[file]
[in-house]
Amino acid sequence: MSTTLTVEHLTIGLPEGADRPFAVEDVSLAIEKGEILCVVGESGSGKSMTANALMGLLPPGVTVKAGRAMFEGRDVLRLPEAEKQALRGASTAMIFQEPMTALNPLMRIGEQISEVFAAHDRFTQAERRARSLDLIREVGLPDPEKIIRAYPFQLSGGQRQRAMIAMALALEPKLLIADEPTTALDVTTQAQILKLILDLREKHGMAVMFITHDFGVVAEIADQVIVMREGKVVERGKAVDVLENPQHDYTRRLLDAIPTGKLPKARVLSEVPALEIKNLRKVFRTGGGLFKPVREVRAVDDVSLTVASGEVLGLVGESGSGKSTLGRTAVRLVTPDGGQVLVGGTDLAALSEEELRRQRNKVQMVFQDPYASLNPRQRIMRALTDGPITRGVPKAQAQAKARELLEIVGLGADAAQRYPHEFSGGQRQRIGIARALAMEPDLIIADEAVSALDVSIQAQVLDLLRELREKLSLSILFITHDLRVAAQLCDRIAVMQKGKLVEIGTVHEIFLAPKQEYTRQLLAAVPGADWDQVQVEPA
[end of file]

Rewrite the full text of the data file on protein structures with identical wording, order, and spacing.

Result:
[in-house]
Amino acid sequence: MSTTLTVEHLTIGLPEGADRPFAVEDVSLAIEKGEILCVVGESGSGKSMTANALMGLLPPGVTVKAGRAMFEGRDVLRLPEAEKQALRGASTAMIFQEPMTALNPLMRIGEQISEVFAAHDRFTQAERRARSLDLIREVGLPDPEKIIRAYPFQLSGGQRQRAMIAMALALEPKLLIADEPTTALDVTTQAQILKLILDLREKHGMAVMFITHDFGVVAEIADQVIVMREGKVVERGKAVDVLENPQHDYTRRLLDAIPTGKLPKARVLSEVPALEIKNLRKVFRTGGGLFKPVREVRAVDDVSLTVASGEVLGLVGESGSGKSTLGRTAVRLVTPDGGQVLVGGTDLAALSEEELRRQRNKVQMVFQDPYASLNPRQRIMRALTDGPITRGVPKAQAQAKARELLEIVGLGADAAQRYPHEFSGGQRQRIGIARALAMEPDLIIADEAVSALDVSIQAQVLDLLRELREKLSLSILFITHDLRVAAQLCDRIAVMQKGKLVEIGTVHEIFLAPKQEYTRQLLAAVPGADWDQVQVEPA